Table IV shows preferred T--T photochromic vcompounds.

TABLE IV Compounds of Preference for Dark-Trace CRT Compound Degree of (sec) 'Deu'teration P10. Color l.,2-5,,6-'D.iben-- 90% or better 70.5 Pink anthra'cene Picene 90% or better 10 Gray-Green 3.,l4-Benzotetraphene 90% or better 6.5 Purple 1 2-6 7-.Dibenzopyrene 9.0% or better 20 Pink l,2-3,h-5,'6-Tribenzanthra-cene 90% or better 19 .Pink

1.,2-Benzocoronene 90% or better 21 Blue-gray l,l2-2,3-10 ,ll- Tribenzoper'yl ene 0 7.5 Tan l,2-5.,6-Diben'zocoronene 90% or better 21 Green -3, ,-5, benzocoronene 90% or better 6.5 Golden Tan '3a'4" 97" n 3' 'I'etrabenzopentacene 90% or better 21 Green s '3! |-'5| 9 Tetrabenzanthracene 0 10.8 Pink

Patent Citations
Cited PatentFiling datePublication dateApplicantTitle
US3214383 *Sep 26, 1962Oct 26, 1965Trw IncProcess for incorporating phosphorescent triplet state organic compounds in plastic media
US3238841 *May 8, 1963Mar 8, 1966Ncr CoOptical display apparatus
US3329648 *Nov 21, 1962Jul 4, 1967American Cyanamid CoCompositions of matter composed of vinyl polymers and inorganic photochromic oxides
US3453604 *Nov 15, 1966Jul 1, 1969Bell Telephone Labor IncOptical memory device employing multiphoton-excited fluorescing material to reduce exposure crosstalk
US3548236 *Jan 24, 1968Dec 15, 1970Rca CorpDark trace cathode ray tube with photochromic image screen
US3635544 *Oct 21, 1968Jan 18, 1972American Cyanamid CoPhotochromic polymer matrix
Referenced by
Citing PatentFiling datePublication dateApplicantTitle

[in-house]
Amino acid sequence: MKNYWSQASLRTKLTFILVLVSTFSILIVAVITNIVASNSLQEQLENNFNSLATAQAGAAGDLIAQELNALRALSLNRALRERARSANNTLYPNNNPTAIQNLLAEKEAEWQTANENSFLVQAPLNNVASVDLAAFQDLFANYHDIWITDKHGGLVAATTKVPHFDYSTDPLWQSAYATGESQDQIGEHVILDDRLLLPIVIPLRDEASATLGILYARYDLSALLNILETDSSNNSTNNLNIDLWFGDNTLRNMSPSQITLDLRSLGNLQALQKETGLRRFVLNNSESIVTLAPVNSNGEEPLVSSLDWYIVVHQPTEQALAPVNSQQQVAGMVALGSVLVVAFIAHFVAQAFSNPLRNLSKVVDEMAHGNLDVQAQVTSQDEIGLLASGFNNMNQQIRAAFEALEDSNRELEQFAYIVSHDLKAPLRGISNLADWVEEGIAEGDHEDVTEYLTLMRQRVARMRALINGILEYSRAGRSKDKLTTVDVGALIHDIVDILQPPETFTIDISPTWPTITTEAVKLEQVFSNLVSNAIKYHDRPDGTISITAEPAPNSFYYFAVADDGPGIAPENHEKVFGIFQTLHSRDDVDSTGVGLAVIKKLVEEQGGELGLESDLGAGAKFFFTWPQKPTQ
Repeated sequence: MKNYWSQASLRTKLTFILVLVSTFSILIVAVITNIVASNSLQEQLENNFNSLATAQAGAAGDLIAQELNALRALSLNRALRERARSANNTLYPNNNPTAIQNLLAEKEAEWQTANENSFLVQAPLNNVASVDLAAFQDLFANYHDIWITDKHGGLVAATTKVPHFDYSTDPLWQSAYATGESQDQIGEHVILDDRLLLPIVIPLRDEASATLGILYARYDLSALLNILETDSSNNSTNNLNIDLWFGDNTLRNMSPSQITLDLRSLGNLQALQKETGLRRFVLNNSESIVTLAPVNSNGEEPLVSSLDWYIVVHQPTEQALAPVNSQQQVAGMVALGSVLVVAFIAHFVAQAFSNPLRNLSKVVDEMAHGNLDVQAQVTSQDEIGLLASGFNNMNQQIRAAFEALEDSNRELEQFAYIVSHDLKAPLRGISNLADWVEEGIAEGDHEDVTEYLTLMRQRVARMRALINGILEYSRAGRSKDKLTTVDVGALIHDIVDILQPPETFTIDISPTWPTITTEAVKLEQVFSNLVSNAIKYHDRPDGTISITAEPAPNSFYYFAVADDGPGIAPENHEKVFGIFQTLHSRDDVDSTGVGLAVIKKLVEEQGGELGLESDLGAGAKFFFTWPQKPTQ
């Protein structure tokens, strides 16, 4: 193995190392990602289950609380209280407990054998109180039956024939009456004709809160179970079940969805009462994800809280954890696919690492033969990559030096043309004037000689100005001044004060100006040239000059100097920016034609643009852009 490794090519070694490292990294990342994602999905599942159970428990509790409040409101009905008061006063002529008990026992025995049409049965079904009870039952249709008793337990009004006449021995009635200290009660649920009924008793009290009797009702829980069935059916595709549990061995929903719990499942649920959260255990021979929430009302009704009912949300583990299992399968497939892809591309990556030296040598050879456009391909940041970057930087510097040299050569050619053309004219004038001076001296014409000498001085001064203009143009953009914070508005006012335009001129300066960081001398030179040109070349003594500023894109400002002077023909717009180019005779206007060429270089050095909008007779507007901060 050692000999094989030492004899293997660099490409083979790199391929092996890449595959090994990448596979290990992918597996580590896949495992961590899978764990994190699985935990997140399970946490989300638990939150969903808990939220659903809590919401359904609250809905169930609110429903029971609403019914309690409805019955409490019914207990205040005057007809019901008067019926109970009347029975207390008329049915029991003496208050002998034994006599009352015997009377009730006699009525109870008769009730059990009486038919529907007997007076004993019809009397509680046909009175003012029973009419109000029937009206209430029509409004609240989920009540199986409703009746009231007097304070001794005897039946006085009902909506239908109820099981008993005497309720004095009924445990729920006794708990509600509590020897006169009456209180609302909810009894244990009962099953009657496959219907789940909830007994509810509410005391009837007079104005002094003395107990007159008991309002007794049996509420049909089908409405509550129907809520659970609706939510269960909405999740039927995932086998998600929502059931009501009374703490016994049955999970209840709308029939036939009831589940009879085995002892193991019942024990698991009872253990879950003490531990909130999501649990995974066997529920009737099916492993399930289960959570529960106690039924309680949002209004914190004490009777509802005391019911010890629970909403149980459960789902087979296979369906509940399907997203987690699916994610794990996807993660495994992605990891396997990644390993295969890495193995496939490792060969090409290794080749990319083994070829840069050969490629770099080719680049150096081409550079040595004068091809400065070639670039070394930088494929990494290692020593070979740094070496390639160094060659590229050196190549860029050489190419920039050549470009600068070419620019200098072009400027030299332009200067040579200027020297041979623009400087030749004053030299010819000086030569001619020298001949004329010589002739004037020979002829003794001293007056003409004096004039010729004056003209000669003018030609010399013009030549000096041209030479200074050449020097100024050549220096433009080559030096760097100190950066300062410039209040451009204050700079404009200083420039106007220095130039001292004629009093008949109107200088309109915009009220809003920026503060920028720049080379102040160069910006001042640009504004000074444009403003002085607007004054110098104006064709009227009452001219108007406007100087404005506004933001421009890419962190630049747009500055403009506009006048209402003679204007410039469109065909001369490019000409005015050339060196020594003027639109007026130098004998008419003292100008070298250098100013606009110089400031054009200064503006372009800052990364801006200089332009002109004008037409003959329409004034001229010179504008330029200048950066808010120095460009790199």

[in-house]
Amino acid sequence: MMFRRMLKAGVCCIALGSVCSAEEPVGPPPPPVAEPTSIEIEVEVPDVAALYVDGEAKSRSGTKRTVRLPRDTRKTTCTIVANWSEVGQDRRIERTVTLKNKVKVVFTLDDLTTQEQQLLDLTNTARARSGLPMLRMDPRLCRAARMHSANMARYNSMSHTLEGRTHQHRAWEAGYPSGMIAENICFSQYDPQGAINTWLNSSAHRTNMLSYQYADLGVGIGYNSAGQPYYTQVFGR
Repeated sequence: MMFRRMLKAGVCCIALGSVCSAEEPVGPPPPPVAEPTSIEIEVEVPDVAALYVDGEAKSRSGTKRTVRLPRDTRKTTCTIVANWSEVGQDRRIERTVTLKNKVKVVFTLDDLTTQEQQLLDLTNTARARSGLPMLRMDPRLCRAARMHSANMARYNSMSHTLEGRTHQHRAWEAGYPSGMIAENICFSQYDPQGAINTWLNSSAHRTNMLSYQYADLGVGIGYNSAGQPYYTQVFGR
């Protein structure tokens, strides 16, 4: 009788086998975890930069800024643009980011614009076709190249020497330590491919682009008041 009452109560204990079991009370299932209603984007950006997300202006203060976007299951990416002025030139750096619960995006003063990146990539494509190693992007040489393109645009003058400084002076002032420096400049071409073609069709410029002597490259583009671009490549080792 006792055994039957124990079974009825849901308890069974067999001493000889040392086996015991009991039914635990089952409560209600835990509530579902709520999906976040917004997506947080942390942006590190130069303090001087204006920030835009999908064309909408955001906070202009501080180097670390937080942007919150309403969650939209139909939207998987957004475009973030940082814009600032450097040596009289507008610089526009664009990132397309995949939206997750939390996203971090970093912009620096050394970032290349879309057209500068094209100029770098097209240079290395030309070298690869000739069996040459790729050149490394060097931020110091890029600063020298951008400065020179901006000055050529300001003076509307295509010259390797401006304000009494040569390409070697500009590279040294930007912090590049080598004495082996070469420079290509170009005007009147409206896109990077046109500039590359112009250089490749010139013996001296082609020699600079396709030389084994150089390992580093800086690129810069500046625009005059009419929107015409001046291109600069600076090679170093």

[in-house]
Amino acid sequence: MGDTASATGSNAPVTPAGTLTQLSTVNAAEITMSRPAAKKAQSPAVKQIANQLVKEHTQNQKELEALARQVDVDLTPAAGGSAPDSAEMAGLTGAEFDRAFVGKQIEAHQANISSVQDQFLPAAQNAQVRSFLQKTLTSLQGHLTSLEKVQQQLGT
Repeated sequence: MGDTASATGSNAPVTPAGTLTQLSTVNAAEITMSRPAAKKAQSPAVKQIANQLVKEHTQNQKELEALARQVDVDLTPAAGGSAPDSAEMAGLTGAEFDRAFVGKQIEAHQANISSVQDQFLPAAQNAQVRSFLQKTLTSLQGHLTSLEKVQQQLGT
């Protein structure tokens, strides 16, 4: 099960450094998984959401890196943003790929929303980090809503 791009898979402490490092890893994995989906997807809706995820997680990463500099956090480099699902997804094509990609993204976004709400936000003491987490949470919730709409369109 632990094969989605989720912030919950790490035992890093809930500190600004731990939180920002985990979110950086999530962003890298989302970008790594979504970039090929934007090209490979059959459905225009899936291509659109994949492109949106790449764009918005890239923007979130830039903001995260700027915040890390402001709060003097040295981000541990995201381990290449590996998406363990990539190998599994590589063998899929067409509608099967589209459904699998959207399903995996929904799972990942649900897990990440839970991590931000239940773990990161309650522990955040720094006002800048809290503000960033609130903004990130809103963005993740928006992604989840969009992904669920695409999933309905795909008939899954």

US3929125 *Dec 3, 1973Dec 30, 1975Inst Of Medical SciencesEctopic beat detector
US5100580 *Jun 24, 1991Mar 31, 1992The Post OfficePhosphorescent materials
US5132045 *Mar 15, 1989Jul 21, 1992Mitsubishi Rayon Co., Ltd.Acrylic phosphor paste compositions and phosphor coatings obtained therefrom
US5277840 *Apr 24, 1992Jan 11, 1994Mitsubishi Rayon Co., Ltd.Phosphor paste compositions and phosphor coatings obtained therefrom
US5869605 *Aug 11, 1994Feb 9, 1999Rhone-PoulencchimieProtected compound comprising a protective group removably attached to a compound to be protected
US6359113Sep 30, 1998Mar 19, 2002Rhodia ChimieProtective group, compound protected by said group and device for grafting the protective group on the compound to protect it
US7188776 *Aug 1, 2001Mar 13, 2007Orga Systems GmbhMethod and device for personalizing luminescent marks of authenticity
US20050098636 *Aug 1, 2001May 12, 2005Mattias SchumacherMethod and device for personalising lumonescent marks of authenticity
WO1997037272A1 *Mar 27, 1997Oct 9, 1997Screen Technology LimitedImage-forming device
WO2003001555A1 *Jun 14, 2002Jan 3, 2003Koninklijke Philips Electronics N.V.Photochromic optical element
Classifications
U.S. Classification359/242, 568/335, 313/465, 252/301.35
International ClassificationH01J29/10, C09K9/02, G03C1/73, H01J29/18, H01J29/14
Cooperative ClassificationC09K9/02, G03C1/73, H01J29/14, H01J29/182
European ClassificationG03C1/73, H01J29/14, H01J29/18B, C09K9/02